The author didnít use an undercoat of black on his Ragwing because he didnít want the black to show in the cockpit. Also, he says he was concerned about the weight-saving possibilities. He said, ďIf I was still flying the airplane in 10 years, it would probably be ready for new fabric anyway, I figured, UV degradation or no.Ē

Then he describes how he devised what he calls ďan accelerated aging test, something much harsher than it would see on a hangared airplane.Ē He prepared a sample of fabric, stretched on a wood frame, and applied single coats of red and white latex to various parts of it. Then he placed the sample outside, learning against the south wall of his shop. He left it there for the next 6-1/2 years. Believe me the south wall, in Lawrence, Kansas, does get a lot of sunshine!

He tested the sample periodically for deterioration of the fabric, and only at the end of the 61/2 years was he able to detect any UV deterioration. He makes no claim for the scientific accuracy of his field test, but he says it satisfied him to know that his plane could be safely flown without a black base coat. More than one coat of paint would greatly increase the opacity of the paint and serve even further to prevent UV damage.

Thereís some humor included in the description of the test. One of the lower corners of the test sample, painted white, is severely discolored. Aha! Have we finally found a weakness in latex paint? Does it turn yellow when exposed to sunlight? Not necessarily. The author said the yellowing is the effect of canine urine on latex paint! Hopefully, that wonít be a problem for paint used on airplanes.

Regarding flexibility, the Web site said the author has taken a painted piece of fabric, wadded it up tightly in his hand, rolled it about and opened it back up with no cracking or other damage to the paint. I visited our local paint store and was shown some test samples that showed the same result. One was a strip of painted plastic that had been bent doubles, and then a larger weight was applied to fix the crease. This didnít damage the paint. This flexibility makes the paint suitable for use on unsupported fabric surfaces that will be subjected to flexure during normal flight service.

Latex manufacturers all recommend their paint for use on metals and fiberglass that have been prepared by scuff sanding or the use of etching solutions and then carefully cleaned. The EAA site has a query from an aircraft owner seeking information abut how to get latex off an aluminum-skinned plane. If latex has a fault, itís that itís impervious to most, if not all, of the normally used paint solvents. There are solvents available that will remove it, however. Check with any well-stocked paint store with knowledgeable salespeople.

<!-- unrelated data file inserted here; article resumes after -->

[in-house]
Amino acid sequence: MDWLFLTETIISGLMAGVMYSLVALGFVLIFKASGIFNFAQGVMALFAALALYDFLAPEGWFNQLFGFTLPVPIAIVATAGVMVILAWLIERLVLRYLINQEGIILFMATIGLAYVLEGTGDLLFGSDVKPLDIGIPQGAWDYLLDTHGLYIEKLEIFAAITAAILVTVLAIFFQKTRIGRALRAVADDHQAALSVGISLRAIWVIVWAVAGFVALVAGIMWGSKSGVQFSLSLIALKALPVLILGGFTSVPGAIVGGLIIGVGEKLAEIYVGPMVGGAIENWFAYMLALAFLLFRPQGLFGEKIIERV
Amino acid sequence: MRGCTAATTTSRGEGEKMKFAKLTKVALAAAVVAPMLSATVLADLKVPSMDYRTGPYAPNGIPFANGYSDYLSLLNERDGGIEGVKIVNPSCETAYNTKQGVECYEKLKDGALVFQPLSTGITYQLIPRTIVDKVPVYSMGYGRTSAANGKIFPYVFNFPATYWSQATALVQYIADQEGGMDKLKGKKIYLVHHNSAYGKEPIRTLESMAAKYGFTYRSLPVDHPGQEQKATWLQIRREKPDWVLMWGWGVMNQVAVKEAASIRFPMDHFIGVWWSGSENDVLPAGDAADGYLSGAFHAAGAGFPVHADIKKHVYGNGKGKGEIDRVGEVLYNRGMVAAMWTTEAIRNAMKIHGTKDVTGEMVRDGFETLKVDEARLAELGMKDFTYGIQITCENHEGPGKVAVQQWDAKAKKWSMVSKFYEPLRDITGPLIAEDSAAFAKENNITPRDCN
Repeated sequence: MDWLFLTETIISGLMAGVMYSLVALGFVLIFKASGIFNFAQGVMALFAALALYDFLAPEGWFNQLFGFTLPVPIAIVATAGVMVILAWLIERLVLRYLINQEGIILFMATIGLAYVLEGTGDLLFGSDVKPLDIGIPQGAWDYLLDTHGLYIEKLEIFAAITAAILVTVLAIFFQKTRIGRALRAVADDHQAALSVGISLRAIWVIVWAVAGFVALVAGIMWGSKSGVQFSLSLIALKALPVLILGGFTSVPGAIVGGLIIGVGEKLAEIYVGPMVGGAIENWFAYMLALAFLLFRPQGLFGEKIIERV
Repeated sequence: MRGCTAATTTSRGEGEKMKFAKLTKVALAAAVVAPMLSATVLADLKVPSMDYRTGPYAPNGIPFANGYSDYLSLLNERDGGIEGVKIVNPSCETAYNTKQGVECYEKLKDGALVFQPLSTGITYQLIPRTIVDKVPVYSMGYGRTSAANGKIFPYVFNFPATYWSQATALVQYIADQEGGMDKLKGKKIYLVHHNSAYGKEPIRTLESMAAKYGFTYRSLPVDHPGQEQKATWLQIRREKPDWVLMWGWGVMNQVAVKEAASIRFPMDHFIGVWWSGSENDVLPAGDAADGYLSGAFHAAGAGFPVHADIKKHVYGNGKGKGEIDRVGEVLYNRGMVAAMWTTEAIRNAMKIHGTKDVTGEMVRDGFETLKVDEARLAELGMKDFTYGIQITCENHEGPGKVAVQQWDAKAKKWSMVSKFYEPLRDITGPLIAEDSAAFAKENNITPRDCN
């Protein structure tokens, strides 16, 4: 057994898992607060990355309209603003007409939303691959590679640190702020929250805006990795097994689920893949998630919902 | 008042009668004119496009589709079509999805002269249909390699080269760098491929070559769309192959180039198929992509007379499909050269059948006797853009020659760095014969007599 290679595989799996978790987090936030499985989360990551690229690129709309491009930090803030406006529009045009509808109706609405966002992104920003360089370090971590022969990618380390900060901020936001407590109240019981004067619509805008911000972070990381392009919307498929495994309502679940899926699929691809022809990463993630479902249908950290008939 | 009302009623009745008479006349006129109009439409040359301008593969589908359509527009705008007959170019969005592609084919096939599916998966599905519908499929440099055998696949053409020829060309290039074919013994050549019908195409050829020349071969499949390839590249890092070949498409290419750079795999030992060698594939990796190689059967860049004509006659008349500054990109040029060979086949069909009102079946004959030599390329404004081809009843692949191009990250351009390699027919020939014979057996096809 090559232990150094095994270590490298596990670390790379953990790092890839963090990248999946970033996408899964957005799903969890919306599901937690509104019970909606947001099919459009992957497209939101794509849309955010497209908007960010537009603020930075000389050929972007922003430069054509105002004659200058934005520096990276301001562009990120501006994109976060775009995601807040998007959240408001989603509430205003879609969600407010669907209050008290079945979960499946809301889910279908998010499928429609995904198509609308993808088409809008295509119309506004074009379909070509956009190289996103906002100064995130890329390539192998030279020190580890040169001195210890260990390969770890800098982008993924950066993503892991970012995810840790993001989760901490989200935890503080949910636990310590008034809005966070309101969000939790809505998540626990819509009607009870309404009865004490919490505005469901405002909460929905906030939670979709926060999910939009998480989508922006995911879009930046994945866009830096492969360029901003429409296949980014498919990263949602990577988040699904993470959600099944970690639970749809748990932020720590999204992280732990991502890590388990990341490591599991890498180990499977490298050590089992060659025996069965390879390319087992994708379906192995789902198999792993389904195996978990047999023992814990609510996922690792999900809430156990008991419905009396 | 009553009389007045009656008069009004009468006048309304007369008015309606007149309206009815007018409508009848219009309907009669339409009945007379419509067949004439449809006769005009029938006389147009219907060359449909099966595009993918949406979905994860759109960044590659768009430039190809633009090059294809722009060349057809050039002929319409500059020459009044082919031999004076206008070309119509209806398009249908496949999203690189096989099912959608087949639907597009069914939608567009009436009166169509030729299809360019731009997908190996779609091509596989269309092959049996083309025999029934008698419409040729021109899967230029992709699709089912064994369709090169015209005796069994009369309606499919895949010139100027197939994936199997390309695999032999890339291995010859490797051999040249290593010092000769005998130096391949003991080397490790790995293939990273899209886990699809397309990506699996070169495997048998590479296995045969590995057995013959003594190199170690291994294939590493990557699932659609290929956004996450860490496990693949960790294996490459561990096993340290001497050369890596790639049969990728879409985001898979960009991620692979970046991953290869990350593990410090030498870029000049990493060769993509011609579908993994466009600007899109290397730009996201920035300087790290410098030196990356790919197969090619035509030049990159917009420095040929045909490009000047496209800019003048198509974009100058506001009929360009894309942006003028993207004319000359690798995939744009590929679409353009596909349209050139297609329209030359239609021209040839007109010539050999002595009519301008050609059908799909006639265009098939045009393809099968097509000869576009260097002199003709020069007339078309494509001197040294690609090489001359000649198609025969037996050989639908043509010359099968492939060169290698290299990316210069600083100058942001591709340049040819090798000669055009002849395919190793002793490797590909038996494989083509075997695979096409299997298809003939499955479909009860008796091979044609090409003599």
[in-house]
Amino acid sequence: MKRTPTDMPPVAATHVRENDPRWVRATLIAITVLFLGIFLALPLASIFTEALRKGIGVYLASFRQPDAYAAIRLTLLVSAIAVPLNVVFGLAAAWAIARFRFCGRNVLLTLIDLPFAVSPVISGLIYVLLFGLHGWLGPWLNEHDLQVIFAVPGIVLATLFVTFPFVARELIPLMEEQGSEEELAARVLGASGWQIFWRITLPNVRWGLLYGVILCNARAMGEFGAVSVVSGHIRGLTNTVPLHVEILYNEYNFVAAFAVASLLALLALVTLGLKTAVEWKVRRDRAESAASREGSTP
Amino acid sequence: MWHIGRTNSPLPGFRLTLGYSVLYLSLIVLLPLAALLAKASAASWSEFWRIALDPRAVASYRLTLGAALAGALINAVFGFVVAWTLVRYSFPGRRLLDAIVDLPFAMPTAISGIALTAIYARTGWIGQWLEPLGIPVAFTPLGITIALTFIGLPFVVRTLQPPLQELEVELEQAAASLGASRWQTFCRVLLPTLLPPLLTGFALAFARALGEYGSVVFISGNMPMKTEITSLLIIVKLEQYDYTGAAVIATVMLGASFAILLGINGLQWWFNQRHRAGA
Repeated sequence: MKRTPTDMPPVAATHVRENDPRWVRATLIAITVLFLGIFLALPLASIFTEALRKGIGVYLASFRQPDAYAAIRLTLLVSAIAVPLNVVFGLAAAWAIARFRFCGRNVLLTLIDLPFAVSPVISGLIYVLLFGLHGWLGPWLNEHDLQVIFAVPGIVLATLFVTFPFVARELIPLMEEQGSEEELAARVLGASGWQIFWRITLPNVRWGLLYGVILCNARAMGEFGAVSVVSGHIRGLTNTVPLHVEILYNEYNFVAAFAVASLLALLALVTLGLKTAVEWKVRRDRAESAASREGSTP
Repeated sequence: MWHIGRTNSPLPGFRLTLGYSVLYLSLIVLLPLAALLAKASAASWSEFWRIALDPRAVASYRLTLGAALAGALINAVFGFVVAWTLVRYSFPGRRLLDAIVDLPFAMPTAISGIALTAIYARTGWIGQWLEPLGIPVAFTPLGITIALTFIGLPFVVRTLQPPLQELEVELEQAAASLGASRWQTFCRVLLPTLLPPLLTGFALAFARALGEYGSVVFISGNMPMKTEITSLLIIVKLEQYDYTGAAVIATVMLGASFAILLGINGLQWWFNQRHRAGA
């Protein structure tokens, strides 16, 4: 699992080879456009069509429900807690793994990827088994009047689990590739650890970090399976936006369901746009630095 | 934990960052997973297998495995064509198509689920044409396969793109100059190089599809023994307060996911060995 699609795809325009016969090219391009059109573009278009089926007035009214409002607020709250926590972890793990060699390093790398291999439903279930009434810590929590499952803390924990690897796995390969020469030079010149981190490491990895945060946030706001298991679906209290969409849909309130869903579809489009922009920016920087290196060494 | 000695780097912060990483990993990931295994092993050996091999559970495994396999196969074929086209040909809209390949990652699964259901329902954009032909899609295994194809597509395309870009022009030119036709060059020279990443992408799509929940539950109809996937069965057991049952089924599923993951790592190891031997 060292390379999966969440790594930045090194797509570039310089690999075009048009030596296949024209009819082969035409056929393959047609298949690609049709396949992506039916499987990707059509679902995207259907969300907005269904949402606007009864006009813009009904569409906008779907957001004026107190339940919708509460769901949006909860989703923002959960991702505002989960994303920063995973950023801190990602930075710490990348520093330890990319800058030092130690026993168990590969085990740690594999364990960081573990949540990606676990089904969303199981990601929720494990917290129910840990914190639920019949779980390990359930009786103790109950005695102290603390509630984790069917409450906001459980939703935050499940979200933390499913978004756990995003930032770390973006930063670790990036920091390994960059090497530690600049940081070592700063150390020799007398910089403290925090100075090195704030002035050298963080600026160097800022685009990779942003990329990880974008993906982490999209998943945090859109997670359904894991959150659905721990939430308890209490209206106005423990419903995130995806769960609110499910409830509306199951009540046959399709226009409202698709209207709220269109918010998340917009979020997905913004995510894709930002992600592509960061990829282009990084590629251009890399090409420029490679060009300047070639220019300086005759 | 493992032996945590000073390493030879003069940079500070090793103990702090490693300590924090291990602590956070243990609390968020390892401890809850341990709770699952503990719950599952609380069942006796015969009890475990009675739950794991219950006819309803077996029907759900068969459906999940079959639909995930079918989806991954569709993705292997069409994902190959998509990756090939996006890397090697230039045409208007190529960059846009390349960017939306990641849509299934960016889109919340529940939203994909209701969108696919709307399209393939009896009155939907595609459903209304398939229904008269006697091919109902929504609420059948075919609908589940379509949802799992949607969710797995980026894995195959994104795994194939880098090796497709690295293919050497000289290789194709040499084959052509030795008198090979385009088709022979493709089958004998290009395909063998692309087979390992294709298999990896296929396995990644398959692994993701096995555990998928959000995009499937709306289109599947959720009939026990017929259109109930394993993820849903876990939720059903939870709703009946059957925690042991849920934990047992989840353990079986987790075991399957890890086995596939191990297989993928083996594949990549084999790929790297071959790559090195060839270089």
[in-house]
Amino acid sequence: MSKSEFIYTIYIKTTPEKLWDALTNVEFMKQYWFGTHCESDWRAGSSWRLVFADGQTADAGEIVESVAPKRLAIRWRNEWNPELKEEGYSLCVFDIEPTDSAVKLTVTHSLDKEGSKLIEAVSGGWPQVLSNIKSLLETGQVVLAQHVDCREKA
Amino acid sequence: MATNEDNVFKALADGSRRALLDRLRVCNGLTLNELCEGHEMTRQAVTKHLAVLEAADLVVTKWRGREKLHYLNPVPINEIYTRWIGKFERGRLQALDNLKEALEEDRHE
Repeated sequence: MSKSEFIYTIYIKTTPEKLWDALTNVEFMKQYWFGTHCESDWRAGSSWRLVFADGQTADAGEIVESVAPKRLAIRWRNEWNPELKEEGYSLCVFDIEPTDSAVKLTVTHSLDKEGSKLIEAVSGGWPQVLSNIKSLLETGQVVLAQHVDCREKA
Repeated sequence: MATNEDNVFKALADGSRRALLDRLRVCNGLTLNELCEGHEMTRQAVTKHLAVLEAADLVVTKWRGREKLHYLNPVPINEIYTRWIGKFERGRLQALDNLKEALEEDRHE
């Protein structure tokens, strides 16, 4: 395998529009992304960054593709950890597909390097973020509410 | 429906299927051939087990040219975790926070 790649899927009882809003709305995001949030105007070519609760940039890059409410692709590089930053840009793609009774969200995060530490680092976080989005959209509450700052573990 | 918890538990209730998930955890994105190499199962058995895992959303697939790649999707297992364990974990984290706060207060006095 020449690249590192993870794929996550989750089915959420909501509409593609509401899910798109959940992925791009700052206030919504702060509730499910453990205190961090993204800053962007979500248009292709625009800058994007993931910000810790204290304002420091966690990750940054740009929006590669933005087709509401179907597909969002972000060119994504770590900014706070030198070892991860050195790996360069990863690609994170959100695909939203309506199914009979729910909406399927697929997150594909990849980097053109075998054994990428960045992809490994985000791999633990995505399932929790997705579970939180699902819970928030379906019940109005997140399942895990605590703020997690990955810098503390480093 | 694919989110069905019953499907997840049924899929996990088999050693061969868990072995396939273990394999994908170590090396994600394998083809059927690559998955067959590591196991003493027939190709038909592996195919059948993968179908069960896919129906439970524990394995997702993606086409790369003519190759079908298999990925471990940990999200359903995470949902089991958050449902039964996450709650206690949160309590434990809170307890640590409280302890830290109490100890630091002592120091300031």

Most of the large paint stores now have computerized spectrometers they can use to match any paint sample. The sample is placed in the spectrometerís viewing window, the computer takes a few minutes to analyze the color components of the sample and then it prints out a formula for mixing the paint. Lighting and eyeballs are removed from the equation. The color chips, that are available at most stores, show the complete spectrum form which colors can be chosen, and the computer can match anything in between the chips. This is particularly useful when trying to repaint repaired surfaces after the surrounding paint has been weathered enough to begin fading. The computer sees the sample, as it is, not what it used to be. The formula it gives matches what it looked at. There may be a difference in the gloss of the weathered paint and the new paint, but that can usually be taken care of with a good wax job.

It seems that homebuilders are really missing something if we donít at least look at the possibilities for using latex paint on our projects, the nay Sayers not with standing. Where would we be if the Wright boys had listened to their nay saying father without at least testing their ideas?
The above courtesy of
http://www.lightminiatureaircraft.com/generic31.html

RagWing bi plane painted with house paint.
RagWing bi plane painted with house paint.